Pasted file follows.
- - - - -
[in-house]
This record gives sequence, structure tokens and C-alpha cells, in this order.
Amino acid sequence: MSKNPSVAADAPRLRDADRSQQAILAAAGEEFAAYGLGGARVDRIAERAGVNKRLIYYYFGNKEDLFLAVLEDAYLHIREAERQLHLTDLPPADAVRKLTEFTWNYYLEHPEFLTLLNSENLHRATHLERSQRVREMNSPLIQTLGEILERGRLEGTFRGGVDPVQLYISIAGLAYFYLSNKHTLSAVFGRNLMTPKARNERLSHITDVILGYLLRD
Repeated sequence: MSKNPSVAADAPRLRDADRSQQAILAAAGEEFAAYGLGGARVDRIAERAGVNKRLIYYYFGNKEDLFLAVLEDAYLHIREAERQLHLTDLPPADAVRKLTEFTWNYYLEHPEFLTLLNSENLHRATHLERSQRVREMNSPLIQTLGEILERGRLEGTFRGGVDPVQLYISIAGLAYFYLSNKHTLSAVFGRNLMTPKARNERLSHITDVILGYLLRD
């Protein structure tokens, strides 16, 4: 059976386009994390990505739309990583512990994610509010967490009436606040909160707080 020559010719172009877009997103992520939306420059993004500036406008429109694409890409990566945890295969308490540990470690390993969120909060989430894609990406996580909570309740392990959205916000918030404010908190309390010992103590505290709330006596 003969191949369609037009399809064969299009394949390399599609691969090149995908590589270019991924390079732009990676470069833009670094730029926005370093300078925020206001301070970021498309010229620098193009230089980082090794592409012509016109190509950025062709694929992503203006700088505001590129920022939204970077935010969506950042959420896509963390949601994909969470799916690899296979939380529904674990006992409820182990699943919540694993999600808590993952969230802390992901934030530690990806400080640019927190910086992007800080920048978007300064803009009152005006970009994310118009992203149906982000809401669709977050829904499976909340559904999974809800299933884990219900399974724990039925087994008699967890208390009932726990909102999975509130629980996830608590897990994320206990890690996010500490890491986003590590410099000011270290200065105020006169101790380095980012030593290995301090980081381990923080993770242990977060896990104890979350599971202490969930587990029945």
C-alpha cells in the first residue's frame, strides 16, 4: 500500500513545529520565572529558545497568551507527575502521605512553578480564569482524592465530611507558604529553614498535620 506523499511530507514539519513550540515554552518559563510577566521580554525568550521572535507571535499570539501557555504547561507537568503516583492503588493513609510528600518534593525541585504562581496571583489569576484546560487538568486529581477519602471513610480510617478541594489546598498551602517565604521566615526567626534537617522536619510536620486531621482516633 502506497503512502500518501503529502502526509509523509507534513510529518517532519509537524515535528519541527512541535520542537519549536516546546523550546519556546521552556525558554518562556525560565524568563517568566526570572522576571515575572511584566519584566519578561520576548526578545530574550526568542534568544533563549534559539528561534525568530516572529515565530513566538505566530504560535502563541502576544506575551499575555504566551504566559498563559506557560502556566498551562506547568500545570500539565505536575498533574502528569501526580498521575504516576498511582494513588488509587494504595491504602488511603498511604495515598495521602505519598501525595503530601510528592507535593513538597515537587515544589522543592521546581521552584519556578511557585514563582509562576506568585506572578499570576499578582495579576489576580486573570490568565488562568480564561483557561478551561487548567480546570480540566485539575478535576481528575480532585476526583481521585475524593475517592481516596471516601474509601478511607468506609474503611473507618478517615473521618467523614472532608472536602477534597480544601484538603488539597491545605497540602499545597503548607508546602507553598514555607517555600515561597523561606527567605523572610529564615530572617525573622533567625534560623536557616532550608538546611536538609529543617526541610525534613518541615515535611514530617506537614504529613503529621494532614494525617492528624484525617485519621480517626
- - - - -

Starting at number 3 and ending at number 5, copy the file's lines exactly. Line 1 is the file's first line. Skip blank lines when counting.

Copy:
Amino acid sequence: MSKNPSVAADAPRLRDADRSQQAILAAAGEEFAAYGLGGARVDRIAERAGVNKRLIYYYFGNKEDLFLAVLEDAYLHIREAERQLHLTDLPPADAVRKLTEFTWNYYLEHPEFLTLLNSENLHRATHLERSQRVREMNSPLIQTLGEILERGRLEGTFRGGVDPVQLYISIAGLAYFYLSNKHTLSAVFGRNLMTPKARNERLSHITDVILGYLLRD
Repeated sequence: MSKNPSVAADAPRLRDADRSQQAILAAAGEEFAAYGLGGARVDRIAERAGVNKRLIYYYFGNKEDLFLAVLEDAYLHIREAERQLHLTDLPPADAVRKLTEFTWNYYLEHPEFLTLLNSENLHRATHLERSQRVREMNSPLIQTLGEILERGRLEGTFRGGVDPVQLYISIAGLAYFYLSNKHTLSAVFGRNLMTPKARNERLSHITDVILGYLLRD
């Protein structure tokens, strides 16, 4: 059976386009994390990505739309990583512990994610509010967490009436606040909160707080 020559010719172009877009997103992520939306420059993004500036406008429109694409890409990566945890295969308490540990470690390993969120909060989430894609990406996580909570309740392990959205916000918030404010908190309390010992103590505290709330006596 003969191949369609037009399809064969299009394949390399599609691969090149995908590589270019991924390079732009990676470069833009670094730029926005370093300078925020206001301070970021498309010229620098193009230089980082090794592409012509016109190509950025062709694929992503203006700088505001590129920022939204970077935010969506950042959420896509963390949601994909969470799916690899296979939380529904674990006992409820182990699943919540694993999600808590993952969230802390992901934030530690990806400080640019927190910086992007800080920048978007300064803009009152005006970009994310118009992203149906982000809401669709977050829904499976909340559904999974809800299933884990219900399974724990039925087994008699967890208390009932726990909102999975509130629980996830608590897990994320206990890690996010500490890491986003590590410099000011270290200065105020006169101790380095980012030593290995301090980081381990923080993770242990977060896990104890979350599971202490969930587990029945």